Cattails & Reeds in a Pond
Freshwater wetlands may stay wet year-round or evaporate during the dry season. Freshwater habitats are some of the most endangered habitats in the world. Human development, agriculture, and pollution are leading factors that put the availability of freshwater at risk. Saltwater intrusion is another underlying factor interrupting the natural conditions of water quality. These impacts have extreme consequences for our freshwater biodiversity, economy, and our well-being. Louisiana’s freshwater wetlands along the coast and other areas are disappearing at a high rate. The Coastal Wetlands Planning, Protection, and Restoration Act implements projects in an effort to preserve freshwater ecosystems.
Wetlands have long been considered an obstruction to development. Nearly a century ago, it was believed that wetlands did not provide substantial benefits to the environment and were deemed worthless. Wetlands were drained or filled to make room for further development, such as roads and homes. Today, scientists recognize the environmental benefits that wetlands provide and are encouraging us to preserve this environmental resource. Although we are still losing wetlands, our improved understanding of this dynamic ecosystem and the benefits it provides seems to be contributing to a decreasing loss of wetlands.
Wetlands are valuable in the fact that they provide water purification, flood protection, erosion control, groundwater recharge and discharge, and streamflow maintenance. Along with these benefits, wetlands provide habitat for a large percentage of threatened and endangered species, as well as fish and other wildlife. How a particular wetland functions and benefits the environment depends on its location and type. Wetlands take many forms including marshes, estuaries, bogs, lakes, coral reefs, and floodplains, just to name a few. Wetlands also provide recreational benefits, such as fishing, birding, nature photography, hiking, and kayaking. If you are feeling anxious to seek outdoor activity, look no further than the wetlands near you.
A partially filled or otherwise damaged wetland only reaches its minimal potential to provide all of these environmental benefits. If we want wetlands to continue to perform their ecological functions to the best of their ability, we have to protect them. Take action to help preserve one of the most biologically diverse but undervalued ecosystems.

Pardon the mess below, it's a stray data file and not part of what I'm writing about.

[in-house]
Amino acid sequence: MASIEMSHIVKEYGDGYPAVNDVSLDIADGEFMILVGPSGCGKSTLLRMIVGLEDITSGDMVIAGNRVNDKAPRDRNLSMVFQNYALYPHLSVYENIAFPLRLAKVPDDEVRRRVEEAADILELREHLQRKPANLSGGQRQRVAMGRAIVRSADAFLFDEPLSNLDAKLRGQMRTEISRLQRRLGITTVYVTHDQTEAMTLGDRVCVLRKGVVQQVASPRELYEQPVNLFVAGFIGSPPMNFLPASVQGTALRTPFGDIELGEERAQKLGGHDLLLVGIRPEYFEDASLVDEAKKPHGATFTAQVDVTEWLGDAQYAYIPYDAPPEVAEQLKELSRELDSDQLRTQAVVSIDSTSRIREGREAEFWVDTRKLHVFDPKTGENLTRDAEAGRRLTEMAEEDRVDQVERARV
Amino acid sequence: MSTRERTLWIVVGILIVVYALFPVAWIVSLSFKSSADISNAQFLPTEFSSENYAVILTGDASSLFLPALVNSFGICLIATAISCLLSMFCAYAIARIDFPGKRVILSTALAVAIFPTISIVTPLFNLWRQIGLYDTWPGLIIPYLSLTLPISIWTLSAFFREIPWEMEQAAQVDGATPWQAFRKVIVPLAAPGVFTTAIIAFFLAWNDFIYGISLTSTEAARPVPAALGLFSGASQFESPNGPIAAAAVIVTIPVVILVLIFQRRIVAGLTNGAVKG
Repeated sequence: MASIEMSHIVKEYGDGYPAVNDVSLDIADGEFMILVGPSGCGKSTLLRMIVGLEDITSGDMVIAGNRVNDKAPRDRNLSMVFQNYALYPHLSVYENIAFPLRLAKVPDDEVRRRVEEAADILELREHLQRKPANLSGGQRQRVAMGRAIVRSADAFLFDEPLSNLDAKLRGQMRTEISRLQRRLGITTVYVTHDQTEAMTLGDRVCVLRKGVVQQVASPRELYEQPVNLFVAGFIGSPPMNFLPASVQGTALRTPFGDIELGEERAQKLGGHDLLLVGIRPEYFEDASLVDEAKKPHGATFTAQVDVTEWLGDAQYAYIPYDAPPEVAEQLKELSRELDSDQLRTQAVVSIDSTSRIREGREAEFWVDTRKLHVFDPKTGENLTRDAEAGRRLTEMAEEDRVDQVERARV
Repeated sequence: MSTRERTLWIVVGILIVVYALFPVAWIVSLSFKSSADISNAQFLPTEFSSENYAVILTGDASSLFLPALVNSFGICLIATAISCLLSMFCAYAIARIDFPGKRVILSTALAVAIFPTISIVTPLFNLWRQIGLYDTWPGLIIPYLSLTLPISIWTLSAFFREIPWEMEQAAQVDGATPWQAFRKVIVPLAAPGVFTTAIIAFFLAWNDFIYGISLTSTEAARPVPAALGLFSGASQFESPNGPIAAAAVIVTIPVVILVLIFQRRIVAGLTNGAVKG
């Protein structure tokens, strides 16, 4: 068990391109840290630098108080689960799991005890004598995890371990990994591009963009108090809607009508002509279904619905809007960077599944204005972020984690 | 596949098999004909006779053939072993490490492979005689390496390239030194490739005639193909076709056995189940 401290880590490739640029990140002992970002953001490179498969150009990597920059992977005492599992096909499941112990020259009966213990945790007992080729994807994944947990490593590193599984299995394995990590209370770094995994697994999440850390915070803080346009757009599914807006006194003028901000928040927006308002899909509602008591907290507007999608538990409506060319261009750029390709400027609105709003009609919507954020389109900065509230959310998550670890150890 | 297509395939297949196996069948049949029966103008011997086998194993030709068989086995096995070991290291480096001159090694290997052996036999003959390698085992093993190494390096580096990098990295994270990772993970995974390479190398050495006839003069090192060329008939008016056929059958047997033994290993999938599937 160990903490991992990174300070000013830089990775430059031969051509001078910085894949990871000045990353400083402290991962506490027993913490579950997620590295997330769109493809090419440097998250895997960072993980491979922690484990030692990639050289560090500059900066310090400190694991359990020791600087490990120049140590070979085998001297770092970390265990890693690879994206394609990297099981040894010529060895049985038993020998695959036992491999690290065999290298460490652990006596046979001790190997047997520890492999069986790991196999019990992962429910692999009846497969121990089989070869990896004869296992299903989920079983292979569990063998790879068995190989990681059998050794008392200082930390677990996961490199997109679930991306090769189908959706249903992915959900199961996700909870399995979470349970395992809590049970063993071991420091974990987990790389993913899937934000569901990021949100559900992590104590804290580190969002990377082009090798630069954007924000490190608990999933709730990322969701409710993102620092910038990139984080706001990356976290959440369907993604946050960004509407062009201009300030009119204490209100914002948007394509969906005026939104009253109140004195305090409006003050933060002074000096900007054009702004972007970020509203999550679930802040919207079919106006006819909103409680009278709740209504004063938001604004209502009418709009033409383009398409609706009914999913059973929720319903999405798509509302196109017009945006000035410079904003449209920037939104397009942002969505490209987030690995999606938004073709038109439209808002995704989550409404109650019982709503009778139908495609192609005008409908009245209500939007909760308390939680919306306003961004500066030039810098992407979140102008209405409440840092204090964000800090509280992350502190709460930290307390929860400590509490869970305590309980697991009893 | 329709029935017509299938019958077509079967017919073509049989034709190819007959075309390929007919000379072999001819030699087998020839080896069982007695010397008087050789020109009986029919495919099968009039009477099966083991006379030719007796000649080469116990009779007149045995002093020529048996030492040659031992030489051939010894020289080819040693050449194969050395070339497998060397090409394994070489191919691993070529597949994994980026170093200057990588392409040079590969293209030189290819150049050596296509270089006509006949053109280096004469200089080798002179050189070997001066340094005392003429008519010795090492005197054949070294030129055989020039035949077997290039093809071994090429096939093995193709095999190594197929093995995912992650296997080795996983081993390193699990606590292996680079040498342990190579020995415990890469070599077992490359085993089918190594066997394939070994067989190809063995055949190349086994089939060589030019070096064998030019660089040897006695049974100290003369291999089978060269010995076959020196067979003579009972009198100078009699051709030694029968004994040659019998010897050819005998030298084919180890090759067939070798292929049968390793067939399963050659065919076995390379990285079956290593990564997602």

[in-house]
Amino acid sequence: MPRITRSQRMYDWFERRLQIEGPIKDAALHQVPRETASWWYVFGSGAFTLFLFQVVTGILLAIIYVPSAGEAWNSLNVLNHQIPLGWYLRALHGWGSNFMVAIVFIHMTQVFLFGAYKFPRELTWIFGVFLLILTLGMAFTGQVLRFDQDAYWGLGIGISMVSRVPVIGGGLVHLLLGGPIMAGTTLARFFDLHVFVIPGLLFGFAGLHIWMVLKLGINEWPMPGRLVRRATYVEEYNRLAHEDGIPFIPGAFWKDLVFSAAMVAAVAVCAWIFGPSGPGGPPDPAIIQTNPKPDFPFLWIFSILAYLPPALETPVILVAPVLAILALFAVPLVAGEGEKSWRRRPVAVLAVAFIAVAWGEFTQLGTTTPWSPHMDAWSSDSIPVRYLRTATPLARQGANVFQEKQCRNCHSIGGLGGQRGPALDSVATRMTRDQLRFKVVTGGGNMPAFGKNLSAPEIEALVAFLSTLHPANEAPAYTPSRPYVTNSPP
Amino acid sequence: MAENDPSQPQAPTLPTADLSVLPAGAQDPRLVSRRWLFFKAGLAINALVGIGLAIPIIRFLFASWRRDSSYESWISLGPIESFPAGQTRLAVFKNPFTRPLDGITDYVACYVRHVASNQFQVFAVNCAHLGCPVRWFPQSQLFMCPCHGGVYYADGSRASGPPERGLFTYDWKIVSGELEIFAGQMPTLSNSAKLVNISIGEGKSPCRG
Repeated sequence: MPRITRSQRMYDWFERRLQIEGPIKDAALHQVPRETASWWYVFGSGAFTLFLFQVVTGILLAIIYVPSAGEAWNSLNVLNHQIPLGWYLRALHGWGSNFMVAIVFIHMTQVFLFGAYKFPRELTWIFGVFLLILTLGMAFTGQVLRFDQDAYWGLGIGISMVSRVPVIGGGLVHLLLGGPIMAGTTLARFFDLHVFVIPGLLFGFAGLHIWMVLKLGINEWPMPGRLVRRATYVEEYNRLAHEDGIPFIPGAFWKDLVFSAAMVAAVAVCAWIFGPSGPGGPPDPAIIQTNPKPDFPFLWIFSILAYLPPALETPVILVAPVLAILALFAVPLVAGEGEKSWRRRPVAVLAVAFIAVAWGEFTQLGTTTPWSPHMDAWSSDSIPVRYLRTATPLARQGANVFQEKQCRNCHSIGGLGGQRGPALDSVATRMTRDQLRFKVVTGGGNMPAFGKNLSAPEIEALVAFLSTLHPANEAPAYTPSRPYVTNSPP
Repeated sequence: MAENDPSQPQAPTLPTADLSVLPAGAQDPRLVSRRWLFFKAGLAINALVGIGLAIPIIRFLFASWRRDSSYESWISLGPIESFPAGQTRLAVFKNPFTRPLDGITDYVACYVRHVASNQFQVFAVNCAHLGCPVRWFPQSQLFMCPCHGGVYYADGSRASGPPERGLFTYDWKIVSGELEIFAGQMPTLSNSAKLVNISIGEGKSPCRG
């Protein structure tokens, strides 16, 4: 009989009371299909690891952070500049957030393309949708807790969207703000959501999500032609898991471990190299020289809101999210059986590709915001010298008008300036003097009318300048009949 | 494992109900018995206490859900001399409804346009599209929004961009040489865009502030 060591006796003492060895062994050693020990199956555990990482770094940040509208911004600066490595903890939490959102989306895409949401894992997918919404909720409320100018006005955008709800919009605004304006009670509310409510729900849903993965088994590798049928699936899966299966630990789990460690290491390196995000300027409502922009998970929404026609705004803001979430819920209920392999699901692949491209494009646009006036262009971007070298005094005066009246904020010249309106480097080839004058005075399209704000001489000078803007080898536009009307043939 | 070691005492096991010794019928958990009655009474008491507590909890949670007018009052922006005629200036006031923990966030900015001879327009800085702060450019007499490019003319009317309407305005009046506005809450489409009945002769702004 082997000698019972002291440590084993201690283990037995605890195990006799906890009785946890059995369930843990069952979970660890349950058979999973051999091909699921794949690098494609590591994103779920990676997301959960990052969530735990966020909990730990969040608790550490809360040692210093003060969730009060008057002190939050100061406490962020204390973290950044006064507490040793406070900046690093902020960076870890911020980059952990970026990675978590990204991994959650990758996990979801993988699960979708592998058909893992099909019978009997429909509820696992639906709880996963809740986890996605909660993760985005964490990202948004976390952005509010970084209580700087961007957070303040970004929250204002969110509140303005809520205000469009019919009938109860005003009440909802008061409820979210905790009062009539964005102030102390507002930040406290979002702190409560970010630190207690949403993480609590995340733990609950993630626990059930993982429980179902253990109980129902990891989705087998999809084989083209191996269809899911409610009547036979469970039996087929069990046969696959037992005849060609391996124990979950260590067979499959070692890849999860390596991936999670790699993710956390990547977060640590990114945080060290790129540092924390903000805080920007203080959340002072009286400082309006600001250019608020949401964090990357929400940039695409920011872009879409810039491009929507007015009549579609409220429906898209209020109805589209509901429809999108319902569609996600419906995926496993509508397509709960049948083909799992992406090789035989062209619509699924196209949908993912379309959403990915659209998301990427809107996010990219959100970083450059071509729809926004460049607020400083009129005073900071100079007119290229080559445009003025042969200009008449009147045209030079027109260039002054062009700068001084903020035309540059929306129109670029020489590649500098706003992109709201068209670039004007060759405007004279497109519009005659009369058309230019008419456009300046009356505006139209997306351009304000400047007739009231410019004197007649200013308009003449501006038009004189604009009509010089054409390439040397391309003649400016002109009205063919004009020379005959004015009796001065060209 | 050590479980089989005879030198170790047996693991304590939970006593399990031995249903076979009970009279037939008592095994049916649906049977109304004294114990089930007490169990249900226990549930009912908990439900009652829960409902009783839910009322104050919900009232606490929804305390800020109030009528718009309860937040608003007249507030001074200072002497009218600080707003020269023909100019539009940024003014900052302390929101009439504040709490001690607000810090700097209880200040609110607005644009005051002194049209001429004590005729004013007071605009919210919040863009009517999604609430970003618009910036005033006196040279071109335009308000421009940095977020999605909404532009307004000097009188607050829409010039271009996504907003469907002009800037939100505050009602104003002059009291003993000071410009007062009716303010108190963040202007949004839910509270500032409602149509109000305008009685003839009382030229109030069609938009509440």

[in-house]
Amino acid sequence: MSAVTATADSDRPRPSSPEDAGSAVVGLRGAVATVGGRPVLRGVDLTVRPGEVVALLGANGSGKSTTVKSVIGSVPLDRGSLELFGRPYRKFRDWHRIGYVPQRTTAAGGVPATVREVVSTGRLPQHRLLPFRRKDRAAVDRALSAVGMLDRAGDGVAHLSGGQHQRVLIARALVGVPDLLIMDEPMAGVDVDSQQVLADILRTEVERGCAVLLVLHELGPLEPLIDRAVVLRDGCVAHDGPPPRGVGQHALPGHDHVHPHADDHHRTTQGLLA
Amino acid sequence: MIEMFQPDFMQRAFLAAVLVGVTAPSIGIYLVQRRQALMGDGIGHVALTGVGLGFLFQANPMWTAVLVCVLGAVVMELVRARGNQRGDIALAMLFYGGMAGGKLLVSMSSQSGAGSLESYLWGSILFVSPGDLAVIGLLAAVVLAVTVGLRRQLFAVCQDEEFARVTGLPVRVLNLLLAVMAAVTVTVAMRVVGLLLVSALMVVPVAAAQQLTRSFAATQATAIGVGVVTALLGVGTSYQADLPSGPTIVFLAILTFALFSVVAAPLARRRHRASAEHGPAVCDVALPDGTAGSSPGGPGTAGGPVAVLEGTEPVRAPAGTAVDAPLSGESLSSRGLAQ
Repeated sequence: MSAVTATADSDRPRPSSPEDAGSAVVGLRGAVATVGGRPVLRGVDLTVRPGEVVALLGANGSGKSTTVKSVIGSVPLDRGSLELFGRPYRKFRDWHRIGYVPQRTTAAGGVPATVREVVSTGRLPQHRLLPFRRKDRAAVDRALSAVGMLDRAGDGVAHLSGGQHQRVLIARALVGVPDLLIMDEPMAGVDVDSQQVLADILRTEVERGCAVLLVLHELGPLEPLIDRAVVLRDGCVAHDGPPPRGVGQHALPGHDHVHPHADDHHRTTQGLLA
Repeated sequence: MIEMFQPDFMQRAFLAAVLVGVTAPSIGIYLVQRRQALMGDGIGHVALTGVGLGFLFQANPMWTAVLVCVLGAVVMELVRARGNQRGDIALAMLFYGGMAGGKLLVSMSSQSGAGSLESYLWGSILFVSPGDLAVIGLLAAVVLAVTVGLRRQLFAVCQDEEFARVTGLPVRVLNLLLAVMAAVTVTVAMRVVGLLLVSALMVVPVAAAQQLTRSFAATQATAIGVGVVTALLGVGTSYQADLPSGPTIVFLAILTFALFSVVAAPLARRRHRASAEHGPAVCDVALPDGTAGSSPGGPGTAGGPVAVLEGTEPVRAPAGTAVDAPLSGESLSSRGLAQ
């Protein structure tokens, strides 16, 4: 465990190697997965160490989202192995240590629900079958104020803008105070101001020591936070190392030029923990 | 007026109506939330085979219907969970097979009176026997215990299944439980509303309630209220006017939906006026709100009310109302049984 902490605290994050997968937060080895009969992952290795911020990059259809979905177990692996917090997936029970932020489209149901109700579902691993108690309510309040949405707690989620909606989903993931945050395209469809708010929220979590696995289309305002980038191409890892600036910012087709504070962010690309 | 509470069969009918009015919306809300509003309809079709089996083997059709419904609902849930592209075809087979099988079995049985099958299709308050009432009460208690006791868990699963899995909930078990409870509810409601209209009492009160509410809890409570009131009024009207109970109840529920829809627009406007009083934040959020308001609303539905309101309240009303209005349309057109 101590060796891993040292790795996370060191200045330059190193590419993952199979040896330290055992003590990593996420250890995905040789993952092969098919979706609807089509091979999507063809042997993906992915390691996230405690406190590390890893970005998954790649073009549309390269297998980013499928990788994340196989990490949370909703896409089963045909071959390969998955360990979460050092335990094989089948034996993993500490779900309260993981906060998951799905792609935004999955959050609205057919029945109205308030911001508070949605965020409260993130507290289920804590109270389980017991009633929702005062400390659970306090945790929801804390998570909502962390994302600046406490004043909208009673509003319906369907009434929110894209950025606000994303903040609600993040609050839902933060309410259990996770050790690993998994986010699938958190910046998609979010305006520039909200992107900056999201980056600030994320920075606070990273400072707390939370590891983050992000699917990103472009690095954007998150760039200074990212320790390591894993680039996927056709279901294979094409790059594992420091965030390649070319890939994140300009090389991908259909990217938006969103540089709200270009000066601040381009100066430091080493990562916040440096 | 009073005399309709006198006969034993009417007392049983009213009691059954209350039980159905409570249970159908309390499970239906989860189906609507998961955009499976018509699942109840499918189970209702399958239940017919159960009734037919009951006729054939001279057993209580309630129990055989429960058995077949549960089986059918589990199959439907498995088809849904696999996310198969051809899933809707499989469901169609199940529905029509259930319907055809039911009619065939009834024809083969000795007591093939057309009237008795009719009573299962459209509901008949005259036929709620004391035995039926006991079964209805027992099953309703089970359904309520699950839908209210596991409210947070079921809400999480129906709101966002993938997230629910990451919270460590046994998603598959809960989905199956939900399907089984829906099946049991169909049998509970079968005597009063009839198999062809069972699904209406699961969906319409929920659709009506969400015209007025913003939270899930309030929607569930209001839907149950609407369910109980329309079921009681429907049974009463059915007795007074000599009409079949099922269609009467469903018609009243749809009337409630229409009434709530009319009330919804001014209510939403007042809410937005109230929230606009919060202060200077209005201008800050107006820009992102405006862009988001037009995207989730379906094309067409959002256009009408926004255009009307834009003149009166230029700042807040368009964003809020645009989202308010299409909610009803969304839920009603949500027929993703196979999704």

Animal diversity in the wetland biome is greater than in any other biome type.
Wetland biomes are the perfect place for a variety of plants and animals to thrive due to the climate, food availability, and shelter provided. Amphibians and reptiles do particularly well in this environment. Some reptiles, such as turtles, need wetlands because they either live in water for much of their lives or largely rely on water for their survival. Wetlands support a variety of animals that provide plentiful food sources for reptiles. Snakes spend time around rivers and wetlands where there are food sources such as frogs and bird eggs.
Other species that populate the wetland biome are birds. Wetlands are an important habitat for birds that are breeding, nesting, and rearing young, and some bird species, stop to feed in wetlands along their migration route. The value of a wetland to a specific bird species is dependent upon the presence of surface water and the duration and timing of flooding, for example great egrets may nest in trees above water for protection from predators. The geographic location of a wetland also determines how and when birds will use it.
Alligators and crocodiles are the largest animals found in the wetland biome. The type of water found will strongly affect the types of life that survive there. When salt is present in the water, you might find shrimp and shellfish which are some of the smallest wetland animals.
Crawfish in defensive posture with claws extended, “Secret Bird Pond”, Trinity River Audubon Center, Dallas, Texas, USA.